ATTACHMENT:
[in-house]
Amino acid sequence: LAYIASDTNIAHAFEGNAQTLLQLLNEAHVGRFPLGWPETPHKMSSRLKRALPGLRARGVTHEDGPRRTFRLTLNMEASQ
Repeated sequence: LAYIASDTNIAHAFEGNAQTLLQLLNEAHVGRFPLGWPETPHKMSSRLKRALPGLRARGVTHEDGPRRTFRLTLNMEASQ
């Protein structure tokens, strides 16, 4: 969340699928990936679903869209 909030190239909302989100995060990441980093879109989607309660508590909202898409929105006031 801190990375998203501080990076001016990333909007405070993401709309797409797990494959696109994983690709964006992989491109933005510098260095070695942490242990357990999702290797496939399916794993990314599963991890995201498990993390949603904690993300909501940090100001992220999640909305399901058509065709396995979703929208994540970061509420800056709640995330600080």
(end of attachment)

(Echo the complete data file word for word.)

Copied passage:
[in-house]
Amino acid sequence: LAYIASDTNIAHAFEGNAQTLLQLLNEAHVGRFPLGWPETPHKMSSRLKRALPGLRARGVTHEDGPRRTFRLTLNMEASQ
Repeated sequence: LAYIASDTNIAHAFEGNAQTLLQLLNEAHVGRFPLGWPETPHKMSSRLKRALPGLRARGVTHEDGPRRTFRLTLNMEASQ
């Protein structure tokens, strides 16, 4: 969340699928990936679903869209 909030190239909302989100995060990441980093879109989607309660508590909202898409929105006031 801190990375998203501080990076001016990333909007405070993401709309797409797990494959696109994983690709964006992989491109933005510098260095070695942490242990357990999702290797496939399916794993990314599963991890995201498990993390949603904690993300909501940090100001992220999640909305399901058509065709396995979703929208994540970061509420800056709640995330600080």